Block of the Week: Glazed Terracotta
On the faience
There are three kinds of Minecraft player. Those whose creations are beautiful but useless, those whose constructions are functional but ugly, and the magical unicorns capable of perfecting both beauty and utility in their builds. Today's block of the week is dedicated to the people in the first camp - who just want to make something pretty, and don't care what it does. It's glazed terracotta!
Glazed terracotta is one of the newest additions to Minecraft, having been added in version 1.12 - the appropriately-named World of Color Update. There are sixteen different kinds of glazed terracotta, matching the sixteen traditional colours of dye, and each one can be carefully arranged into different patterns, depending on the direction you're facing when you place it.
Among the patterns, you'll find a few surprises - magenta blocks form arrows, yellow blocks can be arranged into a sun, while cyan blocks feature something a little more explosive. What hidden patterns can you find?
Making glazed terracotta is easy. Toss some regular terracotta (which used to be called hardened clay) in a furnace with some fuel and just wait a few moments. Not got any terracotta? Toss some clay in a furnace with some fuel and just wait a few moments. Not got any clay? Toss some... no wait, a furnace isn't going to help you there. Best go read our Block of the Week for clay to see where you can find it.
As you probably imagine, something that's been through a furnace twice in the game is pretty brittle - so we wouldn't advise using glazed terracotta as a defence against creepers. But the block will definitely liven up any floor, wall or ceiling that you choose to adorn with it.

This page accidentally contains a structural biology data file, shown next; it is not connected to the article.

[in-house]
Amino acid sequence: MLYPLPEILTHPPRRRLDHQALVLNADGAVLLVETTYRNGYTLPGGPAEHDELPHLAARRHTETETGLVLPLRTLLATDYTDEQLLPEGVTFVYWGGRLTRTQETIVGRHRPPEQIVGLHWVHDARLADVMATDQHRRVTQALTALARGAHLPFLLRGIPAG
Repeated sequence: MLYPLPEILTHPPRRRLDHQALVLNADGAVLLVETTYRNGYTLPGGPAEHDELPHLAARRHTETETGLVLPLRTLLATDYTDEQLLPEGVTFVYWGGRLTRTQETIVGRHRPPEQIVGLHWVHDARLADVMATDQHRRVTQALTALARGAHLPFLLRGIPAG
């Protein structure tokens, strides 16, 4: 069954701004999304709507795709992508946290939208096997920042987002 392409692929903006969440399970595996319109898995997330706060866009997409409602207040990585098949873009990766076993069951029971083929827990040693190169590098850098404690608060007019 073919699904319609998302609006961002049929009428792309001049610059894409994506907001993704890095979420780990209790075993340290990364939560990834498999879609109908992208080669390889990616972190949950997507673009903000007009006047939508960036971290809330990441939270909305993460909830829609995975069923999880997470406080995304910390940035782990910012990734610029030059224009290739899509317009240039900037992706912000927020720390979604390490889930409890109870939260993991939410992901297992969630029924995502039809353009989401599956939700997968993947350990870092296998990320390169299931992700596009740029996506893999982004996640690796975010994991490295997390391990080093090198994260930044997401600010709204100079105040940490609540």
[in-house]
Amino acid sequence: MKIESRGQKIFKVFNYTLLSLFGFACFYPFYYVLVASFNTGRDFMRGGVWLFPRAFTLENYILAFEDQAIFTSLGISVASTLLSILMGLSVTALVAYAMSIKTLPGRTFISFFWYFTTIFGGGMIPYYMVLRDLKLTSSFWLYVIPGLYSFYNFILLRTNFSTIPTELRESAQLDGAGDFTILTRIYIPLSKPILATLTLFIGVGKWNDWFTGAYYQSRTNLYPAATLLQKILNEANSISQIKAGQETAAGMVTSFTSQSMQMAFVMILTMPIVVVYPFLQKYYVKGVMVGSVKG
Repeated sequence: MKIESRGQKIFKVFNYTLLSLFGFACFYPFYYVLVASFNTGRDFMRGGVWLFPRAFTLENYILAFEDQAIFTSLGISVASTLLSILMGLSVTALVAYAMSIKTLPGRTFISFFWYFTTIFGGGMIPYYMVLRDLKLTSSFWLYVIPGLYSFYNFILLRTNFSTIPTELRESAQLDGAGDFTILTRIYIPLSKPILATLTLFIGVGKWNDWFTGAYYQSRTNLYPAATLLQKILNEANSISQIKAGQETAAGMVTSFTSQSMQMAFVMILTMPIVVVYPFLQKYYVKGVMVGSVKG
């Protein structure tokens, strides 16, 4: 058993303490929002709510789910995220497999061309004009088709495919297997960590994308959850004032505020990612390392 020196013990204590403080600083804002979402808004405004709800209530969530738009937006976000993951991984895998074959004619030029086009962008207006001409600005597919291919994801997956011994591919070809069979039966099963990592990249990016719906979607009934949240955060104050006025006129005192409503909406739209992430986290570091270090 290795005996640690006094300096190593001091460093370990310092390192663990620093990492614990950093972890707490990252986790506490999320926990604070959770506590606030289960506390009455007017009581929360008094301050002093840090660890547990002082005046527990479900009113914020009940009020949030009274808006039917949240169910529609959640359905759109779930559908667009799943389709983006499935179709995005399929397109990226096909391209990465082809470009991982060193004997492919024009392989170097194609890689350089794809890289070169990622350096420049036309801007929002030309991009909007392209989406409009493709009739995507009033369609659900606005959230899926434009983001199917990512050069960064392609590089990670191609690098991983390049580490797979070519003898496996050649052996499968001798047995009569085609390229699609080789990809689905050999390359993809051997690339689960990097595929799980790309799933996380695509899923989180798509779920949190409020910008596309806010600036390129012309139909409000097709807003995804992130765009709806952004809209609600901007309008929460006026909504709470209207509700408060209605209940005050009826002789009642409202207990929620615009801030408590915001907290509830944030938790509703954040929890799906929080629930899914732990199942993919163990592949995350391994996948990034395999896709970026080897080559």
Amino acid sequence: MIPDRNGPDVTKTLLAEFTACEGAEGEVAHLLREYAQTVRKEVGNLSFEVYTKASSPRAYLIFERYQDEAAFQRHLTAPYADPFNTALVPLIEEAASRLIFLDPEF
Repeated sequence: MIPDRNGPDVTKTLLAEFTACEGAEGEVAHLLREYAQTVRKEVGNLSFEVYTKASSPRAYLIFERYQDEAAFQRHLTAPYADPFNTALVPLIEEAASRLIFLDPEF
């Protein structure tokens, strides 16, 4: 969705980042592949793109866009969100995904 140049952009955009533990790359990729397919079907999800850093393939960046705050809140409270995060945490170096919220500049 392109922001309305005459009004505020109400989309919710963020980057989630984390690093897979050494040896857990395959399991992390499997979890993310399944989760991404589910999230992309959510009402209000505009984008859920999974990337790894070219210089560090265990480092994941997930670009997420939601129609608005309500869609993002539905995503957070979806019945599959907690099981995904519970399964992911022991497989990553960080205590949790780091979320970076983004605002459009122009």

Suleiman the Magnificent, the ruler of the Ottoman Empire from 1520 to 1566, appreciated that. That's why, when he decided to refurbish Jerusalem's Dome of the Rock, he covered pretty much the whole exterior with "faience". No, that's not a fancy Ottoman fence. It's another word for glazed terracotta, which was invented in the Middle East at some point before the ninth century.
And that's not the only building covered with the stuff. Many city buildings in the United States that date from between 1900 and 1930 are covered with glazed terracotta because it's sturdy, cheap and can easily be molded into pretty much whatever shape you'd like. Chicago, in particular, has loads of the stuff.
So when you're deciding the materials to use for your next construction, make sure that glazed terracotta is up for consideration. You'll have the liveliest colors on the block!
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